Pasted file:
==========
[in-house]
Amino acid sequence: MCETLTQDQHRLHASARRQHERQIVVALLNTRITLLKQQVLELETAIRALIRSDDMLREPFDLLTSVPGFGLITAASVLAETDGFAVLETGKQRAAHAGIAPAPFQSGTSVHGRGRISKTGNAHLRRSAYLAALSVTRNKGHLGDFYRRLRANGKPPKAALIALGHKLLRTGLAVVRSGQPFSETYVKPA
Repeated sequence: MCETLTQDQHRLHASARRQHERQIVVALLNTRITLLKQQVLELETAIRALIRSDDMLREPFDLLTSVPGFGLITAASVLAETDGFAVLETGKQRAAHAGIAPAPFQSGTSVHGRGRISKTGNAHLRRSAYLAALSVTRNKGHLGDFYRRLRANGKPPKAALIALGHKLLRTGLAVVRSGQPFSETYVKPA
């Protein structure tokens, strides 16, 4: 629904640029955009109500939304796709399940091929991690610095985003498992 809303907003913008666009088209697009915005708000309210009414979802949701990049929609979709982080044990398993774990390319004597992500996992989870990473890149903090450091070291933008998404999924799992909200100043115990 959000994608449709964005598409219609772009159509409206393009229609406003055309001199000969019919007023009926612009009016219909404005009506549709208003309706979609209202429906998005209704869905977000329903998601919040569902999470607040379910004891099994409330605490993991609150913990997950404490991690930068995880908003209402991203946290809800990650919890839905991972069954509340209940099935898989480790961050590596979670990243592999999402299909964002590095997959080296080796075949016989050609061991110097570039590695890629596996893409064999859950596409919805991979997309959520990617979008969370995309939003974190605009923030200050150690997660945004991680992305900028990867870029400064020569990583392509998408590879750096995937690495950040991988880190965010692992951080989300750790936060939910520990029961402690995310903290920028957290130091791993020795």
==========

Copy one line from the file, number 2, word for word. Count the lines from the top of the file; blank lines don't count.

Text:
Amino acid sequence: MCETLTQDQHRLHASARRQHERQIVVALLNTRITLLKQQVLELETAIRALIRSDDMLREPFDLLTSVPGFGLITAASVLAETDGFAVLETGKQRAAHAGIAPAPFQSGTSVHGRGRISKTGNAHLRRSAYLAALSVTRNKGHLGDFYRRLRANGKPPKAALIALGHKLLRTGLAVVRSGQPFSETYVKPA